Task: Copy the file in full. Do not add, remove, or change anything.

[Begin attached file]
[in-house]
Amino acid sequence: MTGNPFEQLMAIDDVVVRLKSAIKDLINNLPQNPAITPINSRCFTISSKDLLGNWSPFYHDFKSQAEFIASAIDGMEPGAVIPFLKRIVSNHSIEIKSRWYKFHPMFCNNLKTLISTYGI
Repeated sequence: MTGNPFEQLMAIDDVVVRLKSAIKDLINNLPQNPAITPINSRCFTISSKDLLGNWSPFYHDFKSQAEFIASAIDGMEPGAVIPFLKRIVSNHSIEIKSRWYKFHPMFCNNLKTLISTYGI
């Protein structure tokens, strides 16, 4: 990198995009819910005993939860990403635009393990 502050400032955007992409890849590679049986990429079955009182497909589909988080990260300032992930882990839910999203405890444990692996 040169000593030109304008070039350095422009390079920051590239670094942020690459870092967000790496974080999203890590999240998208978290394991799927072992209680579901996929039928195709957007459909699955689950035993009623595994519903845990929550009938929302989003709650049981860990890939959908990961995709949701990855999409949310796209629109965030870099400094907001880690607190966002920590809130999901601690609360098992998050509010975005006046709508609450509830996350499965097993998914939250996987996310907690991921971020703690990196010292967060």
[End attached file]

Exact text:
[in-house]
Amino acid sequence: MTGNPFEQLMAIDDVVVRLKSAIKDLINNLPQNPAITPINSRCFTISSKDLLGNWSPFYHDFKSQAEFIASAIDGMEPGAVIPFLKRIVSNHSIEIKSRWYKFHPMFCNNLKTLISTYGI
Repeated sequence: MTGNPFEQLMAIDDVVVRLKSAIKDLINNLPQNPAITPINSRCFTISSKDLLGNWSPFYHDFKSQAEFIASAIDGMEPGAVIPFLKRIVSNHSIEIKSRWYKFHPMFCNNLKTLISTYGI
């Protein structure tokens, strides 16, 4: 990198995009819910005993939860990403635009393990 502050400032955007992409890849590679049986990429079955009182497909589909988080990260300032992930882990839910999203405890444990692996 040169000593030109304008070039350095422009390079920051590239670094942020690459870092967000790496974080999203890590999240998208978290394991799927072992209680579901996929039928195709957007459909699955689950035993009623595994519903845990929550009938929302989003709650049981860990890939959908990961995709949701990855999409949310796209629109965030870099400094907001880690607190966002920590809130999901601690609360098992998050509010975005006046709508609450509830996350499965097993998914939250996987996310907690991921971020703690990196010292967060």